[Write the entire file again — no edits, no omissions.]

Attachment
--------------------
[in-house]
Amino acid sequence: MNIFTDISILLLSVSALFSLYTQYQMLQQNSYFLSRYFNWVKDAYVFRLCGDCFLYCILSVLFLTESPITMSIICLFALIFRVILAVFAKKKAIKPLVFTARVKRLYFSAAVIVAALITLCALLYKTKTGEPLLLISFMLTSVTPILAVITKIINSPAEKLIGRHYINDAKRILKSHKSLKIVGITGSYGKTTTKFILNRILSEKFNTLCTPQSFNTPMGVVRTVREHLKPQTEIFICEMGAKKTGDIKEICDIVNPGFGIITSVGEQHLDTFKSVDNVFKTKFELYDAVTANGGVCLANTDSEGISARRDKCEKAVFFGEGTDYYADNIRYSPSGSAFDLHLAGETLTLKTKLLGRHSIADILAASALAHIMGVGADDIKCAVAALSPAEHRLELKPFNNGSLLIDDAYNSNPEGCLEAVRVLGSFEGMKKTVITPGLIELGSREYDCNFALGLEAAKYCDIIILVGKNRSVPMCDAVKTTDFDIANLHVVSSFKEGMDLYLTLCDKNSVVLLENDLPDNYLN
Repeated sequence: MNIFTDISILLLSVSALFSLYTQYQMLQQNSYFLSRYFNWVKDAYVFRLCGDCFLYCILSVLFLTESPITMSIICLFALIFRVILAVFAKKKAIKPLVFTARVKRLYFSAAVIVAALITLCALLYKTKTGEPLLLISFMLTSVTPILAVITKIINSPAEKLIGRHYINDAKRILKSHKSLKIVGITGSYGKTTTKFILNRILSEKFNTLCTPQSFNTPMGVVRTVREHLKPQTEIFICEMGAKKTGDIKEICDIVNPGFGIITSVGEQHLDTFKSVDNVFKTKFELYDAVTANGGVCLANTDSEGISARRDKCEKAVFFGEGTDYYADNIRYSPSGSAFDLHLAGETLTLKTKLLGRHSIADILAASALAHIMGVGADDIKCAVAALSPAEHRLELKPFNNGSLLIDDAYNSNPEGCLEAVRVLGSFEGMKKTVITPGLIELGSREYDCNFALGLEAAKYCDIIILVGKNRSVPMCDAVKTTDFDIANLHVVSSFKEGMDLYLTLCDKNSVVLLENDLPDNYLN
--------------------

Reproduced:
[in-house]
Amino acid sequence: MNIFTDISILLLSVSALFSLYTQYQMLQQNSYFLSRYFNWVKDAYVFRLCGDCFLYCILSVLFLTESPITMSIICLFALIFRVILAVFAKKKAIKPLVFTARVKRLYFSAAVIVAALITLCALLYKTKTGEPLLLISFMLTSVTPILAVITKIINSPAEKLIGRHYINDAKRILKSHKSLKIVGITGSYGKTTTKFILNRILSEKFNTLCTPQSFNTPMGVVRTVREHLKPQTEIFICEMGAKKTGDIKEICDIVNPGFGIITSVGEQHLDTFKSVDNVFKTKFELYDAVTANGGVCLANTDSEGISARRDKCEKAVFFGEGTDYYADNIRYSPSGSAFDLHLAGETLTLKTKLLGRHSIADILAASALAHIMGVGADDIKCAVAALSPAEHRLELKPFNNGSLLIDDAYNSNPEGCLEAVRVLGSFEGMKKTVITPGLIELGSREYDCNFALGLEAAKYCDIIILVGKNRSVPMCDAVKTTDFDIANLHVVSSFKEGMDLYLTLCDKNSVVLLENDLPDNYLN
Repeated sequence: MNIFTDISILLLSVSALFSLYTQYQMLQQNSYFLSRYFNWVKDAYVFRLCGDCFLYCILSVLFLTESPITMSIICLFALIFRVILAVFAKKKAIKPLVFTARVKRLYFSAAVIVAALITLCALLYKTKTGEPLLLISFMLTSVTPILAVITKIINSPAEKLIGRHYINDAKRILKSHKSLKIVGITGSYGKTTTKFILNRILSEKFNTLCTPQSFNTPMGVVRTVREHLKPQTEIFICEMGAKKTGDIKEICDIVNPGFGIITSVGEQHLDTFKSVDNVFKTKFELYDAVTANGGVCLANTDSEGISARRDKCEKAVFFGEGTDYYADNIRYSPSGSAFDLHLAGETLTLKTKLLGRHSIADILAASALAHIMGVGADDIKCAVAALSPAEHRLELKPFNNGSLLIDDAYNSNPEGCLEAVRVLGSFEGMKKTVITPGLIELGSREYDCNFALGLEAAKYCDIIILVGKNRSVPMCDAVKTTDFDIANLHVVSSFKEGMDLYLTLCDKNSVVLLENDLPDNYLN